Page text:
NASA’s latest experimental X-plane has been designated by the U.S. Air Force as the X-66A. The aircraft, built through the agency’s Sustainable Flight Demonstrator (SFD) project, is the first X-plane specifically focused on helping the United States achieve the goal of net-zero aviation greenhouse gas emissions, in line with the White House’s Climate Action Plan.
The new X-plane seeks to inform a potential new generation of more sustainable single-aisle aircraft – the workhorse of passenger airlines around the world. Working with NASA, Boeing will build, test, and fly a full-scale demonstrator aircraft with extra-long, thin wings stabilized by diagonal struts, known as a Transonic Truss-Braced Wing concept.
The Air Force confers X-plane status for development programs that set out to create revolutionary experimental aircraft configurations. The designation is for research aircraft. With few exceptions, X-planes are intended to test designs and technologies that can be adopted into other aircraft designs, not serve as prototypes for full production.
For the X-66A, the Air Force provided the designation for an aircraft that validates technologies for a Transonic Truss-Braced Wing configuration that, when combined with other advancements in propulsion systems, materials, and systems architecture, could result in up to 30% less fuel consumption and reduced emissions when compared with today’s best-in-class aircraft.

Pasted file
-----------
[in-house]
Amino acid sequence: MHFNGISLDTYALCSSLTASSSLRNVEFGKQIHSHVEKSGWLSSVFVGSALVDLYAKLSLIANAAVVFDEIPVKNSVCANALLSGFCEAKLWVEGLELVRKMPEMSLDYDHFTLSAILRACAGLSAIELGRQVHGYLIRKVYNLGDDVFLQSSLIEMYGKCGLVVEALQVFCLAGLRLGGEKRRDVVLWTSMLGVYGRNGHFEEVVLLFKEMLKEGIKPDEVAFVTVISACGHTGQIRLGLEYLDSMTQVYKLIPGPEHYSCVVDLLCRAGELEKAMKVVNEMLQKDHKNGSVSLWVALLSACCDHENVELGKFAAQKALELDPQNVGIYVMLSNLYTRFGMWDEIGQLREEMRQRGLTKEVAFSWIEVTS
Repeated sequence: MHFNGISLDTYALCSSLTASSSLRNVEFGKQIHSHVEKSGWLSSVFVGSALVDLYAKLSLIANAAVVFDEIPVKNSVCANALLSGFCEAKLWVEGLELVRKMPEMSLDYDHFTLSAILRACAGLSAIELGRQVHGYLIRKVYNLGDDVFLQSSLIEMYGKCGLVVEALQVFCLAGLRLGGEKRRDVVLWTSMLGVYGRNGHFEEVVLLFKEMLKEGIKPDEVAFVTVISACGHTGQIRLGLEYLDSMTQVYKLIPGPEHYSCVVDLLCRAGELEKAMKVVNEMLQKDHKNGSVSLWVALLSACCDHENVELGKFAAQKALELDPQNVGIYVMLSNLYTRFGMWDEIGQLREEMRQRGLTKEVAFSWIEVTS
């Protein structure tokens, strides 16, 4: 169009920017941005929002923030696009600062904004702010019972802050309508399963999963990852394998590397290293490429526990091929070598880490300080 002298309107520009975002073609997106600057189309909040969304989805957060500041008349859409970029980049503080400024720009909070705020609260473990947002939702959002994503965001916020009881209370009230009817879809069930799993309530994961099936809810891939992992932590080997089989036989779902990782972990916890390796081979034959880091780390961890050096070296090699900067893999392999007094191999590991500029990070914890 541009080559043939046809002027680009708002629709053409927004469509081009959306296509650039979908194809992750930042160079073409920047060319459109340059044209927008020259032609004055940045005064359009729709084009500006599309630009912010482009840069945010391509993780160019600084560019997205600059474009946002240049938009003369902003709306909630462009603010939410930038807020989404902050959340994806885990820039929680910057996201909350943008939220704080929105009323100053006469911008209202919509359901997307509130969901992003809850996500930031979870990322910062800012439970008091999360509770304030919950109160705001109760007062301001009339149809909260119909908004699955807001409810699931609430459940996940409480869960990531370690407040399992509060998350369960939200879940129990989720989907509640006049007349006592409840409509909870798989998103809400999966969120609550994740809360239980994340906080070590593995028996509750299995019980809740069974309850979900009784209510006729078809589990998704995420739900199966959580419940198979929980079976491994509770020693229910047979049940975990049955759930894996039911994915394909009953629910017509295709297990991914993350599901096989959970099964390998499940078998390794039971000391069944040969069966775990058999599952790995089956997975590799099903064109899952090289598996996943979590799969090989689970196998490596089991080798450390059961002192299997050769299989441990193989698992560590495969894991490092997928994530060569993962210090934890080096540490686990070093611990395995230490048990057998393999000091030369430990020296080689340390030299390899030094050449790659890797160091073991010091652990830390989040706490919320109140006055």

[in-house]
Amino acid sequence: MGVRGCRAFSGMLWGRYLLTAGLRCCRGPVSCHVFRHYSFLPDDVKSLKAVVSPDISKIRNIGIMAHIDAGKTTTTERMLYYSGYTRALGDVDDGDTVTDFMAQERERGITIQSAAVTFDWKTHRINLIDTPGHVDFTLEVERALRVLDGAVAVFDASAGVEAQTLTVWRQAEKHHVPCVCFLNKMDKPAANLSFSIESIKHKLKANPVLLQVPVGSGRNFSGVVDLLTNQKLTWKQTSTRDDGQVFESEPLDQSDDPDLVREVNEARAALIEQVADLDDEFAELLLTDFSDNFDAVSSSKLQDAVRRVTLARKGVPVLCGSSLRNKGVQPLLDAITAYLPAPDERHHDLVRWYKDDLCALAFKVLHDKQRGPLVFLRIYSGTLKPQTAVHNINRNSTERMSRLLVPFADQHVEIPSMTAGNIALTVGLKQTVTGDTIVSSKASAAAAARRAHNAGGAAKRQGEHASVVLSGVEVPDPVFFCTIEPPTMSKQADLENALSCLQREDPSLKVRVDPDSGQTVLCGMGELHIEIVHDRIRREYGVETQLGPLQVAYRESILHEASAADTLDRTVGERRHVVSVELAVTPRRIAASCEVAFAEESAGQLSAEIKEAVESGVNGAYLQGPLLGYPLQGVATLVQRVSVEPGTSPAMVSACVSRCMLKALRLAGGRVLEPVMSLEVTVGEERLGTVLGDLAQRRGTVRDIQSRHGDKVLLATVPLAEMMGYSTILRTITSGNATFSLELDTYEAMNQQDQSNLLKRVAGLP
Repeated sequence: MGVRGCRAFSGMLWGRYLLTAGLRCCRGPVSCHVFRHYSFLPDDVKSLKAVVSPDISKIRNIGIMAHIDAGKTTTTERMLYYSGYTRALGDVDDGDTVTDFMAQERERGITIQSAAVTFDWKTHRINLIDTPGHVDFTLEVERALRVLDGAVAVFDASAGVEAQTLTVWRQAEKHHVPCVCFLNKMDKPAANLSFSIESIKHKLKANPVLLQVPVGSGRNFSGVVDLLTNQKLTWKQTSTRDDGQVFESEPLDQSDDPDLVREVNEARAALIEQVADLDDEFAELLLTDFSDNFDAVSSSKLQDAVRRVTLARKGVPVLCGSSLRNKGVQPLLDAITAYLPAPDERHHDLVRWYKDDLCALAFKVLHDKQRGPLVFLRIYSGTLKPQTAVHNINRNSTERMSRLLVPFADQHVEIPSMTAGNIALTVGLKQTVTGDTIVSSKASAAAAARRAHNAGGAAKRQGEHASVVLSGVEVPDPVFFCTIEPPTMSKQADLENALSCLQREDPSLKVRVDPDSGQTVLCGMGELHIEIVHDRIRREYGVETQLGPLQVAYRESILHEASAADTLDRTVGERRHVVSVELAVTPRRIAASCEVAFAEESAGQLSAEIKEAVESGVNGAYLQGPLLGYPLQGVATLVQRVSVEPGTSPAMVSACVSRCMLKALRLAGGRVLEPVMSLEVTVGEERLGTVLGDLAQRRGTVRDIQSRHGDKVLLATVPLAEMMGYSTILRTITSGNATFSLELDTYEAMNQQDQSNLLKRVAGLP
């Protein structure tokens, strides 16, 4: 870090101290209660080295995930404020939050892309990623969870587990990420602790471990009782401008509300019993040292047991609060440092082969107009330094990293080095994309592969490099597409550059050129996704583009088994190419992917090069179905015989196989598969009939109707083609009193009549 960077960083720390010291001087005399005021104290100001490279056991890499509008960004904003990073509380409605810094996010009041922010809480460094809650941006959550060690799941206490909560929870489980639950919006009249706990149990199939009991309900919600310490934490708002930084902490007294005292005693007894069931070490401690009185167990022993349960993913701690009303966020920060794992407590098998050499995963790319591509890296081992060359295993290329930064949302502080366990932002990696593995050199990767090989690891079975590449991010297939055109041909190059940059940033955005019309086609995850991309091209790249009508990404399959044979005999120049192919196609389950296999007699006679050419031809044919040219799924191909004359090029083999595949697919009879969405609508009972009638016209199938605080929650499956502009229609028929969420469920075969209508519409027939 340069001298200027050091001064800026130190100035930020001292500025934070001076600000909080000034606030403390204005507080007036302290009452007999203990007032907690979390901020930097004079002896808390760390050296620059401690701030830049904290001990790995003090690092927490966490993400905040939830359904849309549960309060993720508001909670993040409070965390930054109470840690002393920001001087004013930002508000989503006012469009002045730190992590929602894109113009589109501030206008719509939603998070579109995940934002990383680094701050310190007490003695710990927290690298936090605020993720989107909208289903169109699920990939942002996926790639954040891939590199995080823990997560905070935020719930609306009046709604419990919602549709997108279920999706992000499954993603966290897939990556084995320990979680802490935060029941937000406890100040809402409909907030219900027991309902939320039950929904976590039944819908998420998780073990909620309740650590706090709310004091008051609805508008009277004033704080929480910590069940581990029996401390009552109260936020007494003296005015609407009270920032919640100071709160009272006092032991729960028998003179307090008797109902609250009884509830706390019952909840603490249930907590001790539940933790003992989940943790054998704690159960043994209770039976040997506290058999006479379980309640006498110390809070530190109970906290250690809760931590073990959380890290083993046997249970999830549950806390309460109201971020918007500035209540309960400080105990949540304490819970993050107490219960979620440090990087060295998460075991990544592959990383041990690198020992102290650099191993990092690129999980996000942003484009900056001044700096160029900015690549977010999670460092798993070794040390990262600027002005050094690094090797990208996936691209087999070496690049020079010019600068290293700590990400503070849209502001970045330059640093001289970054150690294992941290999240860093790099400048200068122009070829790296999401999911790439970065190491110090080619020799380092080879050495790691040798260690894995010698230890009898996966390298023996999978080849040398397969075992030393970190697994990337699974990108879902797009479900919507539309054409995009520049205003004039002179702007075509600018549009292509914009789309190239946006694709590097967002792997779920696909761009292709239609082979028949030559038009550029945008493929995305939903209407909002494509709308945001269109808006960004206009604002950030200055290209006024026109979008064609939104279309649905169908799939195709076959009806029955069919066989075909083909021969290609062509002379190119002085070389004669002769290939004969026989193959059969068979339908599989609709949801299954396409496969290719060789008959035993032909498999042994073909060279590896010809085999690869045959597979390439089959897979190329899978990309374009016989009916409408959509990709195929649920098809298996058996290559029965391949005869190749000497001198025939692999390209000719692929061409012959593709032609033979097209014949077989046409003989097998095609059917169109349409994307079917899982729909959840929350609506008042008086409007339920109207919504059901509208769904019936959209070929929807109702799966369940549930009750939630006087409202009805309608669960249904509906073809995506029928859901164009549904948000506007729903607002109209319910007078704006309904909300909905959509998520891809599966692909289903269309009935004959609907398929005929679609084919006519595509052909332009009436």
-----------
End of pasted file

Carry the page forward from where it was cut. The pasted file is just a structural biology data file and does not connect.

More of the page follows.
“To reach our goal of net zero aviation emissions by 2050, we need transformative aircraft concepts like the ones we’re flying on the X-66A,” said Bob Pearce, associate administrator for NASA’s Aeronautics Research Mission Directorate, who announced the designation at the American Institute of Aeronautics and Astronautics Aviation Forum in San Diego. “With this experimental aircraft, we’re aiming high to demonstrate the kinds of energy-saving, emissions-reducing technologies the aviation industry needs.”
For the Sustainable Flight Demonstrator, NASA has a Funded Space Act Agreement with Boeing through which the agency will invest $425 million over seven years. The company and its partners will contribute the remainder of the funding, estimated at about $725 million. NASA also will contribute technical expertise and facilities.